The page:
Endings to be useful must be inconclusive.

—Samuel R. Delaney, The Straits of Messina


In the documentary short The Lion’s Mouth, Scottish actress and director Marianna Palka decides to get tested for Huntington’s disease. The condition runs in her family; it doesn’t walk.

Doctors describe the disease as akin to having Alzheimer’s, Parkinson’s, and ALS simultaneously. Imagine going to the racetrack and picking the last horse in the first three races: that’s the Huntington’s trifecta. You lose control not only of your emotions but also your limbs.

Twitch: from the late-twelfth century for “to pull apart with a quick jerk.” Gyrate: from the mid-fifteenth century for “to go in a circle, to cause to revolve.” The horses fall, you could say, and put themselves down.

So many people end up committing suicide after learning they have Huntington’s that you must sign a waiver before the augury can begin.

The narrative structure of The Lion’s Mouth is brutally simple: either Palka has Huntington’s, or she doesn’t. There’s a fifty-fifty chance. Not having it can’t be bad and having it can’t be good. It’s surgery without complications and without anesthesia. The ending, a two-bit dictator, rules.

With Huntington’s, your body is like fascist Rome: Mussolini squats inside, and the genes run on time. When you become symptomatic depends on the number of CAG repeats in the protein on chromosome 4. Everyone has the Cytosine-Adenine-Guanine trinucleotide, but with Huntington’s, repetition gets out of hand (and arm and leg and mind).

It’s like a jazz musician fallen asleep at the saxophone. The blow goes on and on: CAGCAGCAGCAGCAGCAGCAGCAG… The tail of this musical kite expands until the very riff plunges into the sea. With Huntington’s, actuarial science is a breeze.

Listen to Matt Ridley describe the awful schedule:

If you have thirty-nine [CAG repeats], you have a ninety per cent probability of dementia by the age of seventy-five and will on average get the first symptoms at sixty-six; if forty, on average you will succumb at fifty-nine; if forty-one, at fifty-four; if forty-two, at thirty-seven; and so on until those who have fifty repetitions…will lose their minds at roughly twenty-seven years of age.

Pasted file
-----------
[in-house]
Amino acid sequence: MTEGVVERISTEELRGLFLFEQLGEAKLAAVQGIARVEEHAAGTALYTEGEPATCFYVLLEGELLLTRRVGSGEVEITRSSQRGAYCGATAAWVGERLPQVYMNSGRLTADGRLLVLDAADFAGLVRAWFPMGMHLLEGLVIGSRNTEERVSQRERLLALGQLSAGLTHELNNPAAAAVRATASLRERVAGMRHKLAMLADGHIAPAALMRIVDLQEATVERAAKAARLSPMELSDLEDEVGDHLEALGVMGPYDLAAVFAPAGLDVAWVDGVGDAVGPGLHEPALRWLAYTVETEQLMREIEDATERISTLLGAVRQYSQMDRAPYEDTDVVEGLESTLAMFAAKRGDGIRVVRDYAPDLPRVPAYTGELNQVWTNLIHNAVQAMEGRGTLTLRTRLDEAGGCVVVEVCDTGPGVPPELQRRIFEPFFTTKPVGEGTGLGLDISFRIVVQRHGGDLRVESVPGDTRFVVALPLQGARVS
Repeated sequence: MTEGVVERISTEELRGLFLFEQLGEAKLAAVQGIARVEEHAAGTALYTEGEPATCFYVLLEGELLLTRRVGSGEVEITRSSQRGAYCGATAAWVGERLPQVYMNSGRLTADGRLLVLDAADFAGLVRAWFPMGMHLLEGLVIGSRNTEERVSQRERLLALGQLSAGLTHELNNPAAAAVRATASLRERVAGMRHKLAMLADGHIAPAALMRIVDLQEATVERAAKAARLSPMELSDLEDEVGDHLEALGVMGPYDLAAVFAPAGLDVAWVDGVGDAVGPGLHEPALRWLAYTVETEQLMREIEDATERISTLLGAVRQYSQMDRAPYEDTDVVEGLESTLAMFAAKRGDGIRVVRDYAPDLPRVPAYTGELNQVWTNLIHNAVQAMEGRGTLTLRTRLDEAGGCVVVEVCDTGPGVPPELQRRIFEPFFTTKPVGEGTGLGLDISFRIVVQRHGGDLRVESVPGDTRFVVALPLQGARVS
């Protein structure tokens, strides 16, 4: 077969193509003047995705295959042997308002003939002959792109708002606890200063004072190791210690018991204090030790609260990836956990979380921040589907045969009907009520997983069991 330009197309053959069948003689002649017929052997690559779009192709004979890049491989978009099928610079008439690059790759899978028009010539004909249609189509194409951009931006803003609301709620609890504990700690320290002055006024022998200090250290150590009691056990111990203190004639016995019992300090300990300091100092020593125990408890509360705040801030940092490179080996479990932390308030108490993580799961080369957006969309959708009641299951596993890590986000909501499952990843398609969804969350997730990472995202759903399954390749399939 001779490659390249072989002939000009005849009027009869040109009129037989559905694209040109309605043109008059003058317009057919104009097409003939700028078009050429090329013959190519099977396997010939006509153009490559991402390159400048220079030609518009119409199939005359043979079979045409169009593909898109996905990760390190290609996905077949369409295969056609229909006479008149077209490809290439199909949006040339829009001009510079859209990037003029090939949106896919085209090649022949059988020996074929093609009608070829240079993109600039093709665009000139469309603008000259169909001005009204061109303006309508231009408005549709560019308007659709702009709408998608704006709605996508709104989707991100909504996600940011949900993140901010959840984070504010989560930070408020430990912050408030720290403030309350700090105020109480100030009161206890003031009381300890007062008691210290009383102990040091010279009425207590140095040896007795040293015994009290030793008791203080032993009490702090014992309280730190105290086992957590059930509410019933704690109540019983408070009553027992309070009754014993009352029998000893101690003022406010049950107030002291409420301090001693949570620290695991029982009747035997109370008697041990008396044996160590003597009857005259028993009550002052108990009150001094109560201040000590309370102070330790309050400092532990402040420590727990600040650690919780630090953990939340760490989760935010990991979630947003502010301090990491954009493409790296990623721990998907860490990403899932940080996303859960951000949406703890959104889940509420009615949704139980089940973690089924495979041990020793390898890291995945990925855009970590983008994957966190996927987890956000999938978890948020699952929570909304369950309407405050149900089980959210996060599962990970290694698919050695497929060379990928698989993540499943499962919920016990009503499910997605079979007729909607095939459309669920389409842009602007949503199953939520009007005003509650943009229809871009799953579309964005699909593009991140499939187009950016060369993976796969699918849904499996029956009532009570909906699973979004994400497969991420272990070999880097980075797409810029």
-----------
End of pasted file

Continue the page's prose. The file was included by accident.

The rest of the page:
Ridley adds, “No prophet in the Old Testament… ever pretended to tell people exactly when their lives would fall apart, let alone got it right.”

Of the film, a friend says, “Please don’t ruin it,” but Palka’s already done that. She’s given herself away; she’s married the future.


Last night, I dreamt that I was calling Menards. The automated voice said, “Press 1 for tragedy; press 2 for ordinary despair.” “I just want garden mulch!” I yelled and then woke up.

Woody Guthrie’s son Joad waited two years to learn the results of his test—he was that afraid. If such results fall in a lab and no one hears them, is the geneticist crushed?

Palka insists she has things she wants to do. The hospital’s a theatre, and her diagnosis, a followspot on time.


Just east of town, a hundred turbines went up along I-80, each spaced equidistant from the other. A chessboard with rooks and only rooks, either protecting or attacking a queen. A kind of outdoor hospital where the patients tend mammoth wind-corn and soybeans to earn their keep. It’s worse than a sheltered workshop: the employees—let’s call them “associates”—are bolted to the ground.

The Nazis referred to those with Huntington’s as life unworthy of life. Instead of “euthanizing” such people, we now stare at, pity, and institutionalize them. We also tell them not to have children.

Last week, as I drove through this unholy vortex, this ward, the sky rained down birds. It was as if the patients were hurling snowballs at visitors or God had grown tired of winged minions. A goose landed on the truck in front of me, pollocking it red. Crows, hundreds of them, kept ending the highway sentence. Period. Thump. Period. Thump.

My windshield was a movie screen: the “Book of Revelation” in glass. Here is a call for the endurance of saints…


Today at the cardiologist’s, I read an automotive magazine:

A spoiler increases gas mileage by allowing air to move easily over and around the car, and it increases traction by producing a downforce without adding weight. This way you feel lighter while still gripping the road.

Lighter. Truly.


Ralph James Savarese is the author of two books of prose, Reasonable People and See It Feelingly, and three books of poetry, Republican Fathers, When This Is Over, and Someone Falls Overboard. His nonfiction has appeared, among other places, in Fourth Genre, New England Review, Ploughshares, and Salon.com, and he has twice received “notable essay” distinction in the Best American Essays series. He teaches at Grinnell College.

Photo by Amy Selwyn